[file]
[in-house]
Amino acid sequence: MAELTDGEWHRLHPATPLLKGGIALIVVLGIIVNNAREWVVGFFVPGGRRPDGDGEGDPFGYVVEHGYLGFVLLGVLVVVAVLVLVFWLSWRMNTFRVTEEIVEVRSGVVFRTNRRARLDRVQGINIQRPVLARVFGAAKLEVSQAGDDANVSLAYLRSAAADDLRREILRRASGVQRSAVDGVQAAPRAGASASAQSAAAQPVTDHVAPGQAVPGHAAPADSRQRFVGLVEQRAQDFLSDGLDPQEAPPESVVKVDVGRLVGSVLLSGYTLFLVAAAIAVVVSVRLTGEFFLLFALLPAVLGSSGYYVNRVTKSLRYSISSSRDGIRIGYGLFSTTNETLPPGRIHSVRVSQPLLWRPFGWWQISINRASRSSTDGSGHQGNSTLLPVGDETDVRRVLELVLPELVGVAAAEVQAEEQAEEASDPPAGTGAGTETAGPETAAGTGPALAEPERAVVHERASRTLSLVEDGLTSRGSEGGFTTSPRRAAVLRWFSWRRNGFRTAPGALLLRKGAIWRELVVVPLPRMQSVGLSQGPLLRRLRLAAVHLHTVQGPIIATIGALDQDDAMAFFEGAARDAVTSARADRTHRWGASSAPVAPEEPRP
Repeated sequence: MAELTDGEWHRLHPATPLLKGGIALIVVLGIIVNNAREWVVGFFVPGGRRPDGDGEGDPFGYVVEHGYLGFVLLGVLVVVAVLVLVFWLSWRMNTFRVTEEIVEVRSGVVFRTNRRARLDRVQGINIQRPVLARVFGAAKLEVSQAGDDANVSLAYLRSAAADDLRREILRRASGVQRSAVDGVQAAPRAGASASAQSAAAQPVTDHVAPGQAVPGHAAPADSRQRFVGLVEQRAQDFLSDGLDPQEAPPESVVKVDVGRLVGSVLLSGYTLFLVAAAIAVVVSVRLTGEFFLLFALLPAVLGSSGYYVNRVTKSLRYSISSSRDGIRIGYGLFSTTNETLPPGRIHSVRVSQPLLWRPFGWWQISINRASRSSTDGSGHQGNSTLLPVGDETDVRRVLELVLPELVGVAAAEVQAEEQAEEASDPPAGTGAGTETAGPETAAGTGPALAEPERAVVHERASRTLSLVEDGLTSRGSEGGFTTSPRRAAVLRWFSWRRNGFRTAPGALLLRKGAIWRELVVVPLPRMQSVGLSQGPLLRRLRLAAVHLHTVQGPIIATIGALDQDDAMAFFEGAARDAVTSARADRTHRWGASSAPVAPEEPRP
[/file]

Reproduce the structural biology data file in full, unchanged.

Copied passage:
[in-house]
Amino acid sequence: MAELTDGEWHRLHPATPLLKGGIALIVVLGIIVNNAREWVVGFFVPGGRRPDGDGEGDPFGYVVEHGYLGFVLLGVLVVVAVLVLVFWLSWRMNTFRVTEEIVEVRSGVVFRTNRRARLDRVQGINIQRPVLARVFGAAKLEVSQAGDDANVSLAYLRSAAADDLRREILRRASGVQRSAVDGVQAAPRAGASASAQSAAAQPVTDHVAPGQAVPGHAAPADSRQRFVGLVEQRAQDFLSDGLDPQEAPPESVVKVDVGRLVGSVLLSGYTLFLVAAAIAVVVSVRLTGEFFLLFALLPAVLGSSGYYVNRVTKSLRYSISSSRDGIRIGYGLFSTTNETLPPGRIHSVRVSQPLLWRPFGWWQISINRASRSSTDGSGHQGNSTLLPVGDETDVRRVLELVLPELVGVAAAEVQAEEQAEEASDPPAGTGAGTETAGPETAAGTGPALAEPERAVVHERASRTLSLVEDGLTSRGSEGGFTTSPRRAAVLRWFSWRRNGFRTAPGALLLRKGAIWRELVVVPLPRMQSVGLSQGPLLRRLRLAAVHLHTVQGPIIATIGALDQDDAMAFFEGAARDAVTSARADRTHRWGASSAPVAPEEPRP
Repeated sequence: MAELTDGEWHRLHPATPLLKGGIALIVVLGIIVNNAREWVVGFFVPGGRRPDGDGEGDPFGYVVEHGYLGFVLLGVLVVVAVLVLVFWLSWRMNTFRVTEEIVEVRSGVVFRTNRRARLDRVQGINIQRPVLARVFGAAKLEVSQAGDDANVSLAYLRSAAADDLRREILRRASGVQRSAVDGVQAAPRAGASASAQSAAAQPVTDHVAPGQAVPGHAAPADSRQRFVGLVEQRAQDFLSDGLDPQEAPPESVVKVDVGRLVGSVLLSGYTLFLVAAAIAVVVSVRLTGEFFLLFALLPAVLGSSGYYVNRVTKSLRYSISSSRDGIRIGYGLFSTTNETLPPGRIHSVRVSQPLLWRPFGWWQISINRASRSSTDGSGHQGNSTLLPVGDETDVRRVLELVLPELVGVAAAEVQAEEQAEEASDPPAGTGAGTETAGPETAAGTGPALAEPERAVVHERASRTLSLVEDGLTSRGSEGGFTTSPRRAAVLRWFSWRRNGFRTAPGALLLRKGAIWRELVVVPLPRMQSVGLSQGPLLRRLRLAAVHLHTVQGPIIATIGALDQDDAMAFFEGAARDAVTSARADRTHRWGASSAPVAPEEPRP